There are certain YA books that I recognize I am probably not going to enjoy. I would base this partly on themes, publisher’s descriptions of the book, and even, yes, book covers. Don’t judge a book by the cover? Well, yes, to some extent you can and should. Why? Well, that’s probably worth a blog post in itself. But let’s leave it with the idea that I would not have requested or accepted this book if the above book cover had been presented to me. Instead, the book I have has a moody, angry looking teen in a dark, ominous forest. That, with the description of a young girl fighting against the idea that she might be ‘the chosen one’ in a fight against an undead army, sounded pretty cool.
I received this book though InstaFreebie – a site where self-published authors try to get their books out to a new audience. I read and review a lot of books, and while most of these are from established publishers, I really enjoy finding a self-published author whose work is deserving of a wider audience, which is why I take books like this as well.
Julie C. Gilbert’s writing is fine. She has a good insight on the thoughts and concerns of teen girls (does this come, in part, from being a high school teacher?). The concept for this series is good – it must be good, it’s pretty common. Which is definitely one of the down-sides. There wasn’t much here to separate this, in a positive way, from a library’s-worth of YA books with reluctant female protagonists who first have to discover themselves before they can save the world.
The development of the story took a back seat to our leading character (Victoria Saveron) sighing and contemplating. And rather than letting the reader discover Miss Saveron’s deficiencies by showing them to us in action, we have one chapter, almost half way through the book, where Victoria says:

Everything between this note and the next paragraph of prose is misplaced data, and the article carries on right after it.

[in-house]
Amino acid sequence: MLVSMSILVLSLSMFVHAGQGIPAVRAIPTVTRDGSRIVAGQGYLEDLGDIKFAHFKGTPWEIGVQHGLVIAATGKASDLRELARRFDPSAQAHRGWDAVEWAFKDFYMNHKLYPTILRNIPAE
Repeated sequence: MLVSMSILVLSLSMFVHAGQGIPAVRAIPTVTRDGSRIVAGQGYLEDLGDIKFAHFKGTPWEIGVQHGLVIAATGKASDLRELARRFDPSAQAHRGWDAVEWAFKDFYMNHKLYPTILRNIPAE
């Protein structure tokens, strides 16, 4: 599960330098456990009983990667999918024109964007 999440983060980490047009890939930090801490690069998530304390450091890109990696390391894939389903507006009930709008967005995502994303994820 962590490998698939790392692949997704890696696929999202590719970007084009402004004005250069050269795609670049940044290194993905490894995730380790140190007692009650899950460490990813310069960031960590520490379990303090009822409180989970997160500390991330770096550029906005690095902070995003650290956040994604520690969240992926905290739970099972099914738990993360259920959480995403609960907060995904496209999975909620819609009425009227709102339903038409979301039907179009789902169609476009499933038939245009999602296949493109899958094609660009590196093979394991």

As the title spins in my mind, I expect a sense of excitement, pride, joy, or eagerness to discover what my future holds. Instead, I feel uncertainty, confusion, and even a slight sense of outrage.
This is a bad idea for many reasons.
And then she lists her ten faults, such as “I’m not a people person,” “I am short and slight,” “I don’t speak very well.” And that’s the chapter.
While the writing itself is okay, the story could have been developed more, giving the reader more opportunity to grow with Victoria, rather than simply reading about her. I can see where this would appeal to some, but not to this reader.
Looking for a good book? Awakening by Julie C. Gilbert is the first book in a Young Adult series that has limited appeal as there are many books with the same themes and plots available to readers.
I received a free digital copy of this book through instafreebie.com.
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author: Julie C. Gilbert
series: Redeemer Chronicles #1
paperback, 106 pages